Tackling Post-Graduation Stress: What to Do to Land Your First Job

By Kaylee Weatherly, Collegiate Outreach Chair

Congratulations, graduates! You did it. You made it through a long, stressful journey and now you have a bright, new degree. Many of you have probably worked at internships during school, and hopefully they have offered you a position at the time of graduation. But if you’re going down a different path or it seems like you’re tackling extreme job anxiety, don’t worry. Here are a couple of ways to help you through the graduation stress and help you land your first entry-level job. The important thing is to hang in there. You’re going to make it!

1. Take baby steps – You can’t expect to be excellent when you start out as a beginner. And that’s okay. What’s most important is to take small steps each day to get to where you want to be. Tweak a few sentences on your resume and cover letter. Reach out for guidance to someone you haven’t spoken to in your professional network and ask for recommendations and suggestions. Everyone has a different perspective and possibly new ideas for traveling down the career path.

2. Become a PRSA Member – I’m not just suggesting this because Young Professionals is a chapter of PRSA. But honestly, they have incredible amounts of resources on how to write a killer cover letter and tailor your resume. They also have a job board of hundreds of open public relations and communications positions. Check out their PRSA Job Center and listen to their free webinars that cover career resources.

3. Talk to your network – Don’t underestimate your contacts. Let them know you’re in the job market and what kind of job or industry you are interested in pursuing. You’re not asking them for a job — you’re merely asking them to keep their ear to the ground or to help make a connection on LinkedIn. You never know if they are friends or relatives with an industry professional that is looking for a new account coordinator or communications specialist.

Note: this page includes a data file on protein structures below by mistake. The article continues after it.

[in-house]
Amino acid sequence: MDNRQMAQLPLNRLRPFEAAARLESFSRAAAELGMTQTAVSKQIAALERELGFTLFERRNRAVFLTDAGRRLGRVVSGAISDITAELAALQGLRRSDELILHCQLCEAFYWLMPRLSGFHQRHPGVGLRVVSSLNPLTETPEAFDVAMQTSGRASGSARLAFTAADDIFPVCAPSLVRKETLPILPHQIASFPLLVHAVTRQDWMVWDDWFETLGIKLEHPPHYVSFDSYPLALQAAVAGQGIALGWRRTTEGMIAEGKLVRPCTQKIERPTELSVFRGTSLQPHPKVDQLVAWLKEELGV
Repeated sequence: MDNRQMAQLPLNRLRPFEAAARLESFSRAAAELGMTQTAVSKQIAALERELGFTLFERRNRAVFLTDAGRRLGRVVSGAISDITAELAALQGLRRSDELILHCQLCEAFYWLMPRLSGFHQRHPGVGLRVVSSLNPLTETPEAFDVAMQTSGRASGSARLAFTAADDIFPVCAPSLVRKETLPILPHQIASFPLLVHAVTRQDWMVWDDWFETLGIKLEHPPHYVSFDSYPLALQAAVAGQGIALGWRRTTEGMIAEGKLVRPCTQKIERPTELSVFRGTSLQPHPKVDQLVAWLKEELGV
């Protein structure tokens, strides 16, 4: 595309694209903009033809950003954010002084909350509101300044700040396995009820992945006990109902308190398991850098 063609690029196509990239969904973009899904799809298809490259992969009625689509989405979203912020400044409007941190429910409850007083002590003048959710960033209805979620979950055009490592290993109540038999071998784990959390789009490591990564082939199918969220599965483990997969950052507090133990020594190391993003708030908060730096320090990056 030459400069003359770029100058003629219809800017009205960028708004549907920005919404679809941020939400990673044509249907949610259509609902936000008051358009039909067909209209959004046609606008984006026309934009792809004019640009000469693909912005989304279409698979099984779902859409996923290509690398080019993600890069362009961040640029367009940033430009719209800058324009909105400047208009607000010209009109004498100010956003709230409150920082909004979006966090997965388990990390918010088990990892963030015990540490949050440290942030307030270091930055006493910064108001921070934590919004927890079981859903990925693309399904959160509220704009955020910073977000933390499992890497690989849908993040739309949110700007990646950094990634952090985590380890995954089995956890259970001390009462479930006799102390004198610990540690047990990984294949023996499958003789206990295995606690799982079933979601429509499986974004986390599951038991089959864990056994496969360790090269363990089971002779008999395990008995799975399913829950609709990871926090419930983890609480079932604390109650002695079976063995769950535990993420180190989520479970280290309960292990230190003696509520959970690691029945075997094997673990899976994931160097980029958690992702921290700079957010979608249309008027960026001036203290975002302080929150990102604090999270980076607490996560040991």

4. Use social media – We’re in the industry where social media is an everyday tool in our jobs. So why wouldn’t we use it in our own personal job search? We can use our many different social media platforms to follow job search engines and industry markets on Twitter and Pinterest to search for infographics on interview tips and job tools. Click here to read about more ways to use social media in the job hunt.

5. Take advantage of your alumni’s career resources- Remember that awesome school you just graduated from? They probably have a great career resource center. Schedule a one-on-one meeting with a career counselor to go over your resume or practice typical interview questions. They’re there to help, and trust me – they are a big help.

Not sure if you want to enter the job search, continue with your internship or go on to graduate school? I cover that in my previous blog post here.


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